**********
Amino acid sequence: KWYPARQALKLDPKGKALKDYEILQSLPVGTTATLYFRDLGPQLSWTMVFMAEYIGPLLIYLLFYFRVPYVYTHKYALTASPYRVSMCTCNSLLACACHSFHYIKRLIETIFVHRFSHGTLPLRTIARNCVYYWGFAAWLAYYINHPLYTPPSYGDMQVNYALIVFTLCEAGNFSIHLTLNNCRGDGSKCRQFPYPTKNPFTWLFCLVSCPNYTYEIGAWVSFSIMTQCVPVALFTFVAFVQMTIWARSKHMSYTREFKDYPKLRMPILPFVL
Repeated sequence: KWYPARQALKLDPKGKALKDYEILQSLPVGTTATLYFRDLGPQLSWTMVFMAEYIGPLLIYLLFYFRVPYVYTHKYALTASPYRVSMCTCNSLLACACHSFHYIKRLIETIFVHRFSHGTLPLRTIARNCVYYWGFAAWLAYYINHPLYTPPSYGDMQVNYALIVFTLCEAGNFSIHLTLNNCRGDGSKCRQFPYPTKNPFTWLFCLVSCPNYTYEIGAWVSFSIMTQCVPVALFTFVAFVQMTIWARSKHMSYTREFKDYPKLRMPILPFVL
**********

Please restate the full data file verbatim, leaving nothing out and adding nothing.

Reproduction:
Amino acid sequence: KWYPARQALKLDPKGKALKDYEILQSLPVGTTATLYFRDLGPQLSWTMVFMAEYIGPLLIYLLFYFRVPYVYTHKYALTASPYRVSMCTCNSLLACACHSFHYIKRLIETIFVHRFSHGTLPLRTIARNCVYYWGFAAWLAYYINHPLYTPPSYGDMQVNYALIVFTLCEAGNFSIHLTLNNCRGDGSKCRQFPYPTKNPFTWLFCLVSCPNYTYEIGAWVSFSIMTQCVPVALFTFVAFVQMTIWARSKHMSYTREFKDYPKLRMPILPFVL
Repeated sequence: KWYPARQALKLDPKGKALKDYEILQSLPVGTTATLYFRDLGPQLSWTMVFMAEYIGPLLIYLLFYFRVPYVYTHKYALTASPYRVSMCTCNSLLACACHSFHYIKRLIETIFVHRFSHGTLPLRTIARNCVYYWGFAAWLAYYINHPLYTPPSYGDMQVNYALIVFTLCEAGNFSIHLTLNNCRGDGSKCRQFPYPTKNPFTWLFCLVSCPNYTYEIGAWVSFSIMTQCVPVALFTFVAFVQMTIWARSKHMSYTREFKDYPKLRMPILPFVL